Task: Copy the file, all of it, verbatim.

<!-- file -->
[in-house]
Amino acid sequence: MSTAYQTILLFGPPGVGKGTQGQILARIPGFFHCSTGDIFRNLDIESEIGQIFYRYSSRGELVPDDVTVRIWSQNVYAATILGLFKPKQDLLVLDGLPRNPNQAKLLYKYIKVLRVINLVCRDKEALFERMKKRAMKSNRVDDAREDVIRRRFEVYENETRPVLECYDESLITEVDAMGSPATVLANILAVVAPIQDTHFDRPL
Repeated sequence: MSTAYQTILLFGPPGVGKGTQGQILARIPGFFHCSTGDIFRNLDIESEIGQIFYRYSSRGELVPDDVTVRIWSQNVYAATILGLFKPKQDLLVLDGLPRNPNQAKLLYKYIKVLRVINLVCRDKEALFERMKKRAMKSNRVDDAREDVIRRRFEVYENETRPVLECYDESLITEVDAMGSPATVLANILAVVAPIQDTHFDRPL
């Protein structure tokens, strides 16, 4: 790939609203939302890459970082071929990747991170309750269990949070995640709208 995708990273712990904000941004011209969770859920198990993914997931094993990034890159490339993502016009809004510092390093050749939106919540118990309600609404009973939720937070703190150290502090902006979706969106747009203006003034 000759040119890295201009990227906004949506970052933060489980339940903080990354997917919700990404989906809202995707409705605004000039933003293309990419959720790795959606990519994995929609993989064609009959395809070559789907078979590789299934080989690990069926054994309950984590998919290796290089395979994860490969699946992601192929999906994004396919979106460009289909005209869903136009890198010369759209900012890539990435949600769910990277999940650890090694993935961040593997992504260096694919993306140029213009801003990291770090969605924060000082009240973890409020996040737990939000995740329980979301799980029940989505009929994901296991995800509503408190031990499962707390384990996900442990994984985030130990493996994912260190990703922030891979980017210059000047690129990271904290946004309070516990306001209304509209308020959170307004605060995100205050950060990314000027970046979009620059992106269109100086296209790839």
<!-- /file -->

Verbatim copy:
[in-house]
Amino acid sequence: MSTAYQTILLFGPPGVGKGTQGQILARIPGFFHCSTGDIFRNLDIESEIGQIFYRYSSRGELVPDDVTVRIWSQNVYAATILGLFKPKQDLLVLDGLPRNPNQAKLLYKYIKVLRVINLVCRDKEALFERMKKRAMKSNRVDDAREDVIRRRFEVYENETRPVLECYDESLITEVDAMGSPATVLANILAVVAPIQDTHFDRPL
Repeated sequence: MSTAYQTILLFGPPGVGKGTQGQILARIPGFFHCSTGDIFRNLDIESEIGQIFYRYSSRGELVPDDVTVRIWSQNVYAATILGLFKPKQDLLVLDGLPRNPNQAKLLYKYIKVLRVINLVCRDKEALFERMKKRAMKSNRVDDAREDVIRRRFEVYENETRPVLECYDESLITEVDAMGSPATVLANILAVVAPIQDTHFDRPL
């Protein structure tokens, strides 16, 4: 790939609203939302890459970082071929990747991170309750269990949070995640709208 995708990273712990904000941004011209969770859920198990993914997931094993990034890159490339993502016009809004510092390093050749939106919540118990309600609404009973939720937070703190150290502090902006979706969106747009203006003034 000759040119890295201009990227906004949506970052933060489980339940903080990354997917919700990404989906809202995707409705605004000039933003293309990419959720790795959606990519994995929609993989064609009959395809070559789907078979590789299934080989690990069926054994309950984590998919290796290089395979994860490969699946992601192929999906994004396919979106460009289909005209869903136009890198010369759209900012890539990435949600769910990277999940650890090694993935961040593997992504260096694919993306140029213009801003990291770090969605924060000082009240973890409020996040737990939000995740329980979301799980029940989505009929994901296991995800509503408190031990499962707390384990996900442990994984985030130990493996994912260190990703922030891979980017210059000047690129990271904290946004309070516990306001209304509209308020959170307004605060995100205050950060990314000027970046979009620059992106269109100086296209790839």